Integration of BAT into an application involves implementing BAT Ads, a system that displays ads to users based on locally stored data. Ad targeting is performed locally, removing the need for third-party tracking.[26]

In an initial coin offering on 31 May 2017, BAT sold 1,000,000,000 BAT for a total of 156,250 Ethereum (US$35M) in less than 30 seconds.[23][27] An additional 500,000,000 BAT was retained by the team for developer and user growth pools, which is used to promote the adoption of the platform.[23]

Additionally, they received at least US$7 million in angel investments from venture capital firms, including Peter Thiel's Founders Fund, Propel Venture Partners, Pantera Capital, Foundation Capital, and the Digital Currency Group.[28]

In early December 2017, the development team disbursed the first round of its user growth pool grants. A total of 300,000 BAT was distributed to new users on a first-come first-served basis.[29][30]


  1. ^ "Company Overview of Brave Software Inc". Bloomberg. 4 April 2018. Retrieved 23 June 2019.
  2. ^ "browser-laptop/LICENSE.txt at master". GitHub. 29 June 2017. Retrieved 26 July 2018.
  3. ^ a b Cimpanu, Catalin. "Brave browser moves to Chromium codebase, now supports Chrome extensions". ZDNet. Retrieved 10 February 2019.
  4. ^ "Brave's browser offers you a bit more privacy when searching online", CNET, CBS Interactive, 14 December 2017, retrieved 16 July 2018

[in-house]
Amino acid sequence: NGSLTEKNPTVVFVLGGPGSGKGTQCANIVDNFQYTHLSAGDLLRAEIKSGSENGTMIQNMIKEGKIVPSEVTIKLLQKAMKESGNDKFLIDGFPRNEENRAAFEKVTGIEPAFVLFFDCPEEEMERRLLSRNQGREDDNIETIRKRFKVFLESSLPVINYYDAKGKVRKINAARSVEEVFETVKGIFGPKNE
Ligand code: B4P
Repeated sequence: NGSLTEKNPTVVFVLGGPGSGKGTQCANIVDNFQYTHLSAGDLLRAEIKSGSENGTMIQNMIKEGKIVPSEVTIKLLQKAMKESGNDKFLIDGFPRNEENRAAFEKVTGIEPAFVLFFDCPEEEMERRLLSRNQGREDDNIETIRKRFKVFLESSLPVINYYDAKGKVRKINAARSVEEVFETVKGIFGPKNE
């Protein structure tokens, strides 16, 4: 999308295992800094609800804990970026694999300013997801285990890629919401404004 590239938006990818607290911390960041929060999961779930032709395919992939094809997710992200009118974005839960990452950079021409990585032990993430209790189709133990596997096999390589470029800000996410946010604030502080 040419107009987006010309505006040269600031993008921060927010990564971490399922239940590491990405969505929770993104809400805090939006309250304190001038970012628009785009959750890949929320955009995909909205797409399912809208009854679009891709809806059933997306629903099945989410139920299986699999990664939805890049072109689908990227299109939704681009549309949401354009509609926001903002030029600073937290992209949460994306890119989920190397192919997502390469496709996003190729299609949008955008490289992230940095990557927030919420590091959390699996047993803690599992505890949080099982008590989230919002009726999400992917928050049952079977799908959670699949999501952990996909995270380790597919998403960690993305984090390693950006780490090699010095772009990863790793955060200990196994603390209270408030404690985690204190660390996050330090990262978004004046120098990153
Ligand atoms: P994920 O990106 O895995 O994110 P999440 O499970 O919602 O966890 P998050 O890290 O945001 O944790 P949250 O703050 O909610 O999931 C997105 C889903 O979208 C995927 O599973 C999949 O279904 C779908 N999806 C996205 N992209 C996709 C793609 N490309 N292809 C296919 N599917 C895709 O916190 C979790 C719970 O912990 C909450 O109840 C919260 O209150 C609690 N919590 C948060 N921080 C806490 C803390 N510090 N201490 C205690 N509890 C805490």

5. ^ Ha, Anthony (20 January 2016). "With Brave Software, JavaScript's Creator Is Building A Browser For The Ad-Blocked Future". TechCrunch. Retrieved 16 July 2018.
  6. ^ Lomas, Natasha (20 June 2018). "Blockchain browser Brave starts opt-in testing of on-device ad targeting". TechCrunch. Retrieved 16 July 2018.
  7. ^ Shankland, Stephen. "Brave advances browser privacy with Tor-powered tabs". CNET. CBS Interactive. Retrieved 27 September 2018.
  8. ^ "Brave browser goes 'full Chromium' by adopting Google UI". IDG. 16 December 2018. Retrieved 27 June 2019.
  9. ^ Tung, Liam. "Brave defies Google's moves to cripple ad-blocking with new 69x faster Rust engine". ZDNet. Retrieved 1 July 2019.
  10. ^ Brave (13 November 2019). "Brave Launches Next-Generation Browser that Puts Users in Charge of Their Internet Experience with Unmatched Privacy and Rewards". Brave Browser. Retrieved 15 November 2019.